But she wasn't Sleeping Beauty or Snow White, both of whom required love to awaken her. She'd already woken a long time ago, painfully, and sought a different sort of kiss, one that would let her slumber, one that would quell the memories and the world's growling belly.

As the stove cooled, she sipped the hot chocolate and liked the way it scorched her tongue. Sweet, but with bite.

Outside the wind moaned and slapped at the windows. She turned on the television to blot out the noise. On the channels were old things, two-year-old infomercials and sitcom reruns, and on she flipped through them, through the faces and the images, through the time ticking its unforgiving power in its clock on painted wall, until everything blurred.

How long had it been?

The phone, as abrupt as a knife through flesh, pierced the quiet. Only King would know she was still awake at this hour.

"¿Bueno?" she answered, her throat still burning.

"Go to sleep. You've the biggest fight of your life tonight."

"Don't remind me."

"You sure you're ready?"

"When am I ever not?"

"Since the insomnio."

"I'll be fine. Te prometo. I'll give Mishima a show he'll never forget."

"You better. Asuka's counting on you. We all are."

She hung up and gazed at the frost's slow crawl across the windows, her thoughts wandering to King. She and her feline mentor had agreed never to meet in person unless the masks were on. No one need know who she was and she'd no desire to know anyone else. They'd been undercover for a year now, so there was no point in exchanging anything other than business. The mask and the name provided a second mind, a second heart, one that knew no pain and bore no memories. The other name, that life, was dead as winter. Dead as Juarez. She liked it that way.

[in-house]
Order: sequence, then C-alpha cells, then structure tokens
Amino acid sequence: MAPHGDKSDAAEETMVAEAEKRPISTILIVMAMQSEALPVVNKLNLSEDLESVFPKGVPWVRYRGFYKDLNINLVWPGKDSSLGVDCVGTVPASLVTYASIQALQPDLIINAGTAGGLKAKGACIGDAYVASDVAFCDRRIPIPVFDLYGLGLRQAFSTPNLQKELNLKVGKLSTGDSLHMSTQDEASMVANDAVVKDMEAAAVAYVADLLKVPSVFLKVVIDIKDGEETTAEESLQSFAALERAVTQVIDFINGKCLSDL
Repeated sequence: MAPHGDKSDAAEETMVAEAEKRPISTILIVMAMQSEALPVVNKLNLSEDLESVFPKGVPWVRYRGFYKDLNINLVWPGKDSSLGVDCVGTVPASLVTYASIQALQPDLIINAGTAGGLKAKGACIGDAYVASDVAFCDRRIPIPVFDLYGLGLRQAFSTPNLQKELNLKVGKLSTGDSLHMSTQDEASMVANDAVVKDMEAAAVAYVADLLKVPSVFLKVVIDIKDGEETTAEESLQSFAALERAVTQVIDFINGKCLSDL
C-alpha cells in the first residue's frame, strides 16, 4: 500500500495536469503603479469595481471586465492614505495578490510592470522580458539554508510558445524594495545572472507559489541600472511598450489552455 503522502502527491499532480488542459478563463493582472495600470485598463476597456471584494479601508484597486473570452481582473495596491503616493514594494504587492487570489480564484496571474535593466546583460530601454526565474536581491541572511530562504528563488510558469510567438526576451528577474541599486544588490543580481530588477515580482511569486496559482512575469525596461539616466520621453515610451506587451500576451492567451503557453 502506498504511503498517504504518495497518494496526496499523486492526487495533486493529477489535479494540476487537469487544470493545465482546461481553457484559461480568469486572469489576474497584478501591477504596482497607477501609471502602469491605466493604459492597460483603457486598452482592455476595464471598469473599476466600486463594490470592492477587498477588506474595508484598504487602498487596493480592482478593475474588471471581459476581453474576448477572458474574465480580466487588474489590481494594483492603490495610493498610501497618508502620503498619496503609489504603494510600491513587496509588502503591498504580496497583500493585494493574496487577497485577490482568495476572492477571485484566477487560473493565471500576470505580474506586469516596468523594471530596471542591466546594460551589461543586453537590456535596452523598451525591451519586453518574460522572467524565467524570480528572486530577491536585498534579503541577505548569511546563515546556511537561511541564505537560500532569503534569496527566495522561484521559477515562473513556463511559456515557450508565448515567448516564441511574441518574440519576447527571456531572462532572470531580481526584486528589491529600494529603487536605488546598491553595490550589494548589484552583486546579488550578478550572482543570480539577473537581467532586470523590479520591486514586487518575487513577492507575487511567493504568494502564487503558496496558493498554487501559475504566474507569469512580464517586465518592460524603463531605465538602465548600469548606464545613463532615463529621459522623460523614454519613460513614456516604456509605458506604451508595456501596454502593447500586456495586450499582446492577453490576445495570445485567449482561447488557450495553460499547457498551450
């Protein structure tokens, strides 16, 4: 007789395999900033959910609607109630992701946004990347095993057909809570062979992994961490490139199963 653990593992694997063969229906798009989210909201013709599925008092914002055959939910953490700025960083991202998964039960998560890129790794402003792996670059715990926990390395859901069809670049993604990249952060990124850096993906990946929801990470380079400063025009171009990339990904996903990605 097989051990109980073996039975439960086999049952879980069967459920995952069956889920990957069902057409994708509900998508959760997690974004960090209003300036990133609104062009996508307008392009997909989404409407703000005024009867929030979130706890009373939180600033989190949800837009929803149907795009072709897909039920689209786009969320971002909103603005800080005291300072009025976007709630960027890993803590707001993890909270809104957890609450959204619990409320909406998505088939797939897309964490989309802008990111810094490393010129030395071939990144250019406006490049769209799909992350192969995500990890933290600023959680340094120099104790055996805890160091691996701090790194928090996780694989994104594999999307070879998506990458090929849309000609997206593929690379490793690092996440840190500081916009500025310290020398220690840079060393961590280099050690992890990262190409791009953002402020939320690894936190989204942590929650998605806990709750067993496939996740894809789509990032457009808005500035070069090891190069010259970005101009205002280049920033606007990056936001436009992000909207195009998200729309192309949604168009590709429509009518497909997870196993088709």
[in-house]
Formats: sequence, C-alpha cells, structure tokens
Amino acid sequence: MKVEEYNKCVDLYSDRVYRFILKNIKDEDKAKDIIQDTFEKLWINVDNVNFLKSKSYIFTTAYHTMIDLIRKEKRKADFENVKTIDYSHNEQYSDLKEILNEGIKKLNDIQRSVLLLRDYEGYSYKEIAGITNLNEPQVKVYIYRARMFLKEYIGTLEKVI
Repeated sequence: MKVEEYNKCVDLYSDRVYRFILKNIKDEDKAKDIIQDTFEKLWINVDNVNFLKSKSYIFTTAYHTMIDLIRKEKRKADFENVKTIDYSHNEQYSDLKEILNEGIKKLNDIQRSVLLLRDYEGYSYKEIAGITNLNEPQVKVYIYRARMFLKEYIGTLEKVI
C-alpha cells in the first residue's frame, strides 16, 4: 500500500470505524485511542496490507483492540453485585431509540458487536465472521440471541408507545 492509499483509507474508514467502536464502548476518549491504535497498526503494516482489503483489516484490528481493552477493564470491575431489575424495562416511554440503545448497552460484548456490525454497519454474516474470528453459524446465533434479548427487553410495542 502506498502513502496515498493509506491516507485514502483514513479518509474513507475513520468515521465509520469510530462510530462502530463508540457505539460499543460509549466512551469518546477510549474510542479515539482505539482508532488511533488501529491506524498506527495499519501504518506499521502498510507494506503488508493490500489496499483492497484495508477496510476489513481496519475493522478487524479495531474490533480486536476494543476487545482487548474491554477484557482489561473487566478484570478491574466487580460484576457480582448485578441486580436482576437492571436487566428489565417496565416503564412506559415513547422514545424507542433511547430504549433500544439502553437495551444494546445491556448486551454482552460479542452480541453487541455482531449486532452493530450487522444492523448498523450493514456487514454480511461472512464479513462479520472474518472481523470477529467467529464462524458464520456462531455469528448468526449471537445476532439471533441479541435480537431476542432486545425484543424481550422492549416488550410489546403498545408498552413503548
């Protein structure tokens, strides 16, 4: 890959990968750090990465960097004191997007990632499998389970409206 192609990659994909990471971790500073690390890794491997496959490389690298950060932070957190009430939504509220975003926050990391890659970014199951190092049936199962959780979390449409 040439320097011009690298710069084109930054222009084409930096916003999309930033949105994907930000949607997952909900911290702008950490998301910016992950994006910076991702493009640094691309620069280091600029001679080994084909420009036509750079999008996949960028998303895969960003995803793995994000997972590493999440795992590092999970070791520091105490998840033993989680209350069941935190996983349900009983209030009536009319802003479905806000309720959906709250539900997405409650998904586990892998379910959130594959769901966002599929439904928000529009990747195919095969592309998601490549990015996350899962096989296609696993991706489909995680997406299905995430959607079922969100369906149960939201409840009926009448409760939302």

That evening she sat in the locker room with King hovering over her and Asuka, her tournament partner, his voice muffled from behind the jaguar mask as he reviewed strategies, moves, opponents' weaknesses. She stared at the mask, at the snarling, fanged mouth, open as if in preparation for a bite, at the sleek rosettes and green eyes. He must be terrifying to any enemy he faced; intimidation was his forte.

But she'd tried a different tactic when she began training under him. The day they'd first met for costuming she'd appeared in feathers, pink, and thigh-high boots. In the past, she never would have selected such an image, but it was exactly the point. The mask was lightweight and the feathers and rose-pink fabric added an airy innocence, even as the neckline of her suit plunged into cleavage so obscene she simply had to have it. She mocked innocence, mocked most the idea of danger: she was a bird of prey under the guise of a flamingo; she was only a curious onlooker in Mexico's heart of darkness.